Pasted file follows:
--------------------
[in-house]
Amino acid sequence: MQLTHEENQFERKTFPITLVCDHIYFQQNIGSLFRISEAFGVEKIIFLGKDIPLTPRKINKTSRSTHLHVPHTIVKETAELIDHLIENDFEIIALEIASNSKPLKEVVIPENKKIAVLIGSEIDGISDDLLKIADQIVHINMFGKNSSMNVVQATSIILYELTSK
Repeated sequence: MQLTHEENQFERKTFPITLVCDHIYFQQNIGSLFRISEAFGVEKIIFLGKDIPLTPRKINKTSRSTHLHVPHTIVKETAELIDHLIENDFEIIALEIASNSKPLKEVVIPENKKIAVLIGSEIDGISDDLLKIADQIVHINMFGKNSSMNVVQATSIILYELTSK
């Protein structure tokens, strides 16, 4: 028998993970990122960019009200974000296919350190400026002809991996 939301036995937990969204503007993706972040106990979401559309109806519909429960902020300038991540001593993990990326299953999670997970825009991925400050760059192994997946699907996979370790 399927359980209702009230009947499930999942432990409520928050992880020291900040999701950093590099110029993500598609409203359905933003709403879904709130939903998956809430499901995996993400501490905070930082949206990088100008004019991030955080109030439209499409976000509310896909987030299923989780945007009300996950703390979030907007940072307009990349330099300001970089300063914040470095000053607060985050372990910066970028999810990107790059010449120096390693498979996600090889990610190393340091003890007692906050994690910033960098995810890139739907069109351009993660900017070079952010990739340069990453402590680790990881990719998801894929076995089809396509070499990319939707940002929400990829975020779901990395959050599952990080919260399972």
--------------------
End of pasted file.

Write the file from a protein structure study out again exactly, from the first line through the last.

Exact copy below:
[in-house]
Amino acid sequence: MQLTHEENQFERKTFPITLVCDHIYFQQNIGSLFRISEAFGVEKIIFLGKDIPLTPRKINKTSRSTHLHVPHTIVKETAELIDHLIENDFEIIALEIASNSKPLKEVVIPENKKIAVLIGSEIDGISDDLLKIADQIVHINMFGKNSSMNVVQATSIILYELTSK
Repeated sequence: MQLTHEENQFERKTFPITLVCDHIYFQQNIGSLFRISEAFGVEKIIFLGKDIPLTPRKINKTSRSTHLHVPHTIVKETAELIDHLIENDFEIIALEIASNSKPLKEVVIPENKKIAVLIGSEIDGISDDLLKIADQIVHINMFGKNSSMNVVQATSIILYELTSK
């Protein structure tokens, strides 16, 4: 028998993970990122960019009200974000296919350190400026002809991996 939301036995937990969204503007993706972040106990979401559309109806519909429960902020300038991540001593993990990326299953999670997970825009991925400050760059192994997946699907996979370790 399927359980209702009230009947499930999942432990409520928050992880020291900040999701950093590099110029993500598609409203359905933003709403879904709130939903998956809430499901995996993400501490905070930082949206990088100008004019991030955080109030439209499409976000509310896909987030299923989780945007009300996950703390979030907007940072307009990349330099300001970089300063914040470095000053607060985050372990910066970028999810990107790059010449120096390693498979996600090889990610190393340091003890007692906050994690910033960098995810890139739907069109351009993660900017070079952010990739340069990453402590680790990881990719998801894929076995089809396509070499990319939707940002929400990829975020779901990395959050599952990080919260399972």